Iron Deficiency (Anemia)

Iron Deficiency Anemia

When the body lacks iron, hemoglobin isn’t produced and new red blood cells are not made. As the demand for oxygen intensifies, the body begins to produce new red blood cells, but these cells are anemic – smaller than normal (microcytic) and lacking hemoglobin – so they can’t transport oxygen.

Low Iron Levels

Anemia is a condition that results from decreased hemoglobin, a molecule in red blood cells that carries oxygen to all the cells in the body. There are many varieties of anemias, but the most common is iron deficiency anemia. This type of anemia develops from a lack of iron in the body, which is needed to make hemoglobin. Our normal source of iron is obtained through our diet, and it is absorbed and stored for future use. If there is a lack of iron in the body due to poor diet, poor absorption of iron, or the loss of iron through bleeding, iron stores in the body can become dangerously low. Iron deficiency anemia is hard to recognize in its early stages. Eventually, symptoms, such as fatigue, pale skin, irritability, and perhaps fast heart rate or shortness of’breath, become apparent. Laboratory tests are needed to confirm the diagnosis of iron deficiency anemia. Since iron deficiency anemia could be a sign of a serious condition, such as bleeding polyps, an ulcer, an inflammation of the stomach lining, or cancer, the cause must be determined. The treatment is to take iron supplementation to restore the iron levels in the body.

Iron deficiency may lead to poor functioning of the central nervous system. Fatigue, irritability and dizziness are symptoms. With sufficient iron supplementation, the hematocrit should return to normal after approximately two months of daily treatment.

Supplements Can Restore Iron

Iron deficiency anemia is the most common form of anemia in the world. Women are at higher risk than men because they have smaller iron stores due to their smaller body size. Pregnant women are at even greater risk because increased iron stores are needed to support the growth of their baby. Menstruating women are also at greater risk because of increased loss of iron through bleeding. Children and teenagers are likely to be affected due to an increased need for iron during periods of rapid growth. Iron deficiency anemia in children can also be caused by lead poisoning. In men or postmenopausal women, iron deficiency anemia is more likely caused by blood loss through the gastrointestinal tract due to bleeding ulcers, polyps, or gastritis (inflammation of the stomach lining).

Symptoms: The first symptoms of iron deficiency anemia are mild, since this is a condition that develops slowly. Many patients are not even aware they have anemia, especially in the early stages. Symptoms first appear when iron stores become very low. They include pale skin color, fatigue or weakness, irritability, shortness of breath (especially when exercising), dizziness on standing, fast heart rate, headache, brittle nails, and sore tongue. The diagnosis of iron deficiency anemia is made by measuring the hematocrit and hemoglobin in the blood. In some cases, an iron level and TIBC (total iron binding capacity) will be measured. A test for blood in feces or urine (guaiac test) may be ordered to look for gastrointestinal bleeding. Since anemia, even mild anemia, could be a sign of a serious condition, such as cancer, bleeding polyps, an ulcer, or gastritis, it is important to identify the cause.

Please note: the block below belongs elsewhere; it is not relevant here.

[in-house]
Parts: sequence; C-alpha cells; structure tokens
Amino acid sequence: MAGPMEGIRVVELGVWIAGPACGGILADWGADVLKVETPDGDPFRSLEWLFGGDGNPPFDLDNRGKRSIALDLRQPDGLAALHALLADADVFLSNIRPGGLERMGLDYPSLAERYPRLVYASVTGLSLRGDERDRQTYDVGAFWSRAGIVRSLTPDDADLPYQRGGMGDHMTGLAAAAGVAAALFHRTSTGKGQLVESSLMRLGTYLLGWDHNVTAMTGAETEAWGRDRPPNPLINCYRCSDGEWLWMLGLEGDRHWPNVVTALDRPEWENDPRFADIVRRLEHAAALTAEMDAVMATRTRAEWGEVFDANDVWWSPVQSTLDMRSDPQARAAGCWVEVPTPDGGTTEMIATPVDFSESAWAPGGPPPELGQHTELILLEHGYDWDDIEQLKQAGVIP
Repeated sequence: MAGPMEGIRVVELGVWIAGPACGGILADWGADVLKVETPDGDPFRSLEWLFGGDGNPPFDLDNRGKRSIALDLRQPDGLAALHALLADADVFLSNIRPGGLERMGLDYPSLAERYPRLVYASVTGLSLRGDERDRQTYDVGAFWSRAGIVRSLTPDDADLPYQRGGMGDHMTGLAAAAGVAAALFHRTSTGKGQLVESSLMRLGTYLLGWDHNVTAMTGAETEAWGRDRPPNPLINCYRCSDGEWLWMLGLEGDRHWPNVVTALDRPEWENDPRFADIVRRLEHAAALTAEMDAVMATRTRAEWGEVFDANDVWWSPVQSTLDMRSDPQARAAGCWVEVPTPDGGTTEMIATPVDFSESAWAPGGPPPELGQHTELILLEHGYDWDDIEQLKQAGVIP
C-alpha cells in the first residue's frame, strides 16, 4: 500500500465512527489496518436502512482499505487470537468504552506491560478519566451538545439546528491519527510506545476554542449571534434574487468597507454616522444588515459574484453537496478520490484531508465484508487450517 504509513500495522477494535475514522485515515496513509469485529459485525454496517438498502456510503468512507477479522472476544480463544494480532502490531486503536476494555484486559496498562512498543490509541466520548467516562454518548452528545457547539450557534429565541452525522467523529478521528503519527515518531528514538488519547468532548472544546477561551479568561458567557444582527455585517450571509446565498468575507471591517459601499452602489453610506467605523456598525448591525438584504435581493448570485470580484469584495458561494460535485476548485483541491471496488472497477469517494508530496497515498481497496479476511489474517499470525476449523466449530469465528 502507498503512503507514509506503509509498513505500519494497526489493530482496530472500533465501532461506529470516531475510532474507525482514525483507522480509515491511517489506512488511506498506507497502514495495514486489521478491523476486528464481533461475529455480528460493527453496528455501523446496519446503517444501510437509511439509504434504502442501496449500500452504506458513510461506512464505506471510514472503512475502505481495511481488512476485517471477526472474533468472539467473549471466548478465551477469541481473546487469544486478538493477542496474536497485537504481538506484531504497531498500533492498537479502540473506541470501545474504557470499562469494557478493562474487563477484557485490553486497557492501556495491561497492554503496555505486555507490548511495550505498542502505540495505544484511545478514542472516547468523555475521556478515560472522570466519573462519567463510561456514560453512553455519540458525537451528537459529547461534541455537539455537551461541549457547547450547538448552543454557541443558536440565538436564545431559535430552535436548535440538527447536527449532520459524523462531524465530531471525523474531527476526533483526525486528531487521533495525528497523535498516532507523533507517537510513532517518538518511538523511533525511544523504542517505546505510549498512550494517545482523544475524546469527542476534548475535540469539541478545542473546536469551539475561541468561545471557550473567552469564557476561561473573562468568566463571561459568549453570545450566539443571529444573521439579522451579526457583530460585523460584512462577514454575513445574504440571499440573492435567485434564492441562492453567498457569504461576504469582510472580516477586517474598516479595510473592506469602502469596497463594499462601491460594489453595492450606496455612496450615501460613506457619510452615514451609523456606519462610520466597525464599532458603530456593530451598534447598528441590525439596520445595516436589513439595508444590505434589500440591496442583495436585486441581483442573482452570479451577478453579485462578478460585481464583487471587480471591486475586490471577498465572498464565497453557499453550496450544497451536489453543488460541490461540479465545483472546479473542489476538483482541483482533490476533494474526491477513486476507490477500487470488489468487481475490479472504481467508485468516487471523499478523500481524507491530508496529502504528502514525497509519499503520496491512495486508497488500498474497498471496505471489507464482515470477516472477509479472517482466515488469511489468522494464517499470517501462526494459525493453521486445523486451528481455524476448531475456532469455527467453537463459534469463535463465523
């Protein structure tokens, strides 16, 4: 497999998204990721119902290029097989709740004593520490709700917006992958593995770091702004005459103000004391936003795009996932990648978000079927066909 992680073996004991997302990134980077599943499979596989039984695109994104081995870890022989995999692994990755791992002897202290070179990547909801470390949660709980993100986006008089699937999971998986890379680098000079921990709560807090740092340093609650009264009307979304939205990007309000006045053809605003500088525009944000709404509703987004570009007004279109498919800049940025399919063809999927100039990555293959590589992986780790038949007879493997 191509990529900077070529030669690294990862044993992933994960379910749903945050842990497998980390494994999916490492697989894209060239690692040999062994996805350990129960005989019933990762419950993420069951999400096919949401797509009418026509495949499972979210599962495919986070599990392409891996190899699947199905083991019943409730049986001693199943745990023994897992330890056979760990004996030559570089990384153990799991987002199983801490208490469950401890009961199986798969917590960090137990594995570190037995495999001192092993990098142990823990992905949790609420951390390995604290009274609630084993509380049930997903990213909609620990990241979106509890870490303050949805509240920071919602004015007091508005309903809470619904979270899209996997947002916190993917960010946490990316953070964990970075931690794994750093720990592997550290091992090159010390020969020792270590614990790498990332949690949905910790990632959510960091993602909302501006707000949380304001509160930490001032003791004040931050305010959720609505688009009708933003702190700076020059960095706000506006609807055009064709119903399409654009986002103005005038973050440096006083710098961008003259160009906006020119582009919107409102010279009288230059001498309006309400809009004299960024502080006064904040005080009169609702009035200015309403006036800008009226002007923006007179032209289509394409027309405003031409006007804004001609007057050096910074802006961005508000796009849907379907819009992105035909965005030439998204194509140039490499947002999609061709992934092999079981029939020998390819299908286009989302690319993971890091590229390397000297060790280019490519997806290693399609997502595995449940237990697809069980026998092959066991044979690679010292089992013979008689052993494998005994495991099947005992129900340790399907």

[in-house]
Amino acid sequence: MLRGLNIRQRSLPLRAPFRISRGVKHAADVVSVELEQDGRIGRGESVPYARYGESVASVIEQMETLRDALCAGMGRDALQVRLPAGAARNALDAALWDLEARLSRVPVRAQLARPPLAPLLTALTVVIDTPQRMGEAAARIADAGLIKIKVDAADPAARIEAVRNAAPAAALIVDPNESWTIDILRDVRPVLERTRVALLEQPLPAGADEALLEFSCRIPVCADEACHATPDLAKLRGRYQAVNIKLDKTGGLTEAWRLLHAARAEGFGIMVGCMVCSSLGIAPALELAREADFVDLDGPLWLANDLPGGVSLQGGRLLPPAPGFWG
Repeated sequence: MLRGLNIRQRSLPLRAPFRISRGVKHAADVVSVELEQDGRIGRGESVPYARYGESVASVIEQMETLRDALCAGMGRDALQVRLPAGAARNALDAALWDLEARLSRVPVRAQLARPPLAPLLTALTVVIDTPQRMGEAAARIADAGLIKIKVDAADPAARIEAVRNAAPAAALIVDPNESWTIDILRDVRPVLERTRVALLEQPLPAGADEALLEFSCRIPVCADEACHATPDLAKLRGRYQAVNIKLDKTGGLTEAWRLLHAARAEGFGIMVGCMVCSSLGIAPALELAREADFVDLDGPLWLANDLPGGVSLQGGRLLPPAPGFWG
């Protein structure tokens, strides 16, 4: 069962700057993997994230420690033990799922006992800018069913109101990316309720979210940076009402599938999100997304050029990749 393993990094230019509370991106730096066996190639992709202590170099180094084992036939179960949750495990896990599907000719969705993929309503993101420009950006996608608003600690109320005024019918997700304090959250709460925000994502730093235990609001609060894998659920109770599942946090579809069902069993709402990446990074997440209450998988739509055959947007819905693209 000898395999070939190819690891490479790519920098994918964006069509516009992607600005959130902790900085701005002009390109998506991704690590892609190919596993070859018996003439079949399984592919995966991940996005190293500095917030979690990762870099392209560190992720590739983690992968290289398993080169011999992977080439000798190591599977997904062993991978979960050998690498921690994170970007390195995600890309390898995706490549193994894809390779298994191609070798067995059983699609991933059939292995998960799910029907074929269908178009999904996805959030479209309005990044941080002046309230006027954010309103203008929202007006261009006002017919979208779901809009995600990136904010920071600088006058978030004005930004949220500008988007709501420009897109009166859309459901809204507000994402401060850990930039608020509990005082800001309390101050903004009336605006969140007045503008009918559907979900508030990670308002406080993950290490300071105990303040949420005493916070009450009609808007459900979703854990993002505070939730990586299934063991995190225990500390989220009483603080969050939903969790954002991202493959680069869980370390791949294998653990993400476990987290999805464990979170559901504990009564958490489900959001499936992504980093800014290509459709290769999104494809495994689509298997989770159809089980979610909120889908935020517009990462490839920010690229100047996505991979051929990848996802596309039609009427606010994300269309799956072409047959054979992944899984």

Oral Iron Supplementation: Most patients with iron deficiency anemia can be treated with oral iron supplements, usually in the form of an iron salt such as ferrous sulfate, ferrous fumarate or ferrous gluconate. (Iron supplements should never be prescribed without first confirming the patient is iron deficient and anemic. Unnecessary iron supplementation can cause gastrointestinal problems.) The standard adult dose of ferrous sulfate is one 300-mg tablet three times daily. These tablets should be kept out of the reach of children, who can be fatally poisoned from swallowing only a few tablets. Children require a far lower dose of iron, which is available for them in an oral liquid form. Other oral forms of iron supplements for adults include a slow release ferrous sulfate and an iron complex, which have fewer side effects than regular iron salts. If iron is not tolerated orally, an injectable form is available, but it is not used often due to sometimes severe side effects. Ask your pharmacist about side effects of iron supplementation, such as nausea, stomach complaints, or dark stools.

Taking Iron Properly: Iron is absorbed best on an empty stomach, but many people take it with food to avoid stomach upset. Iron is not well absorbed when taken with milk or antacids. Therefore, the latter should not be taken until two hours have passed after iron supplements have been taken. With sufficient supplementation, the hematocrit should return to normal after approximately two months of daily treatment. Iron supplements should be continued for 6 to 12 months to slowly replenish the depleted body stores of iron. Iron-rich foods include meats, fish, and poultry; egg yolks; beans; whole grain breads and cereals; and green leafy vegetables.

US Pharmacist
Copyright 2003 Jobson Publishing, LLC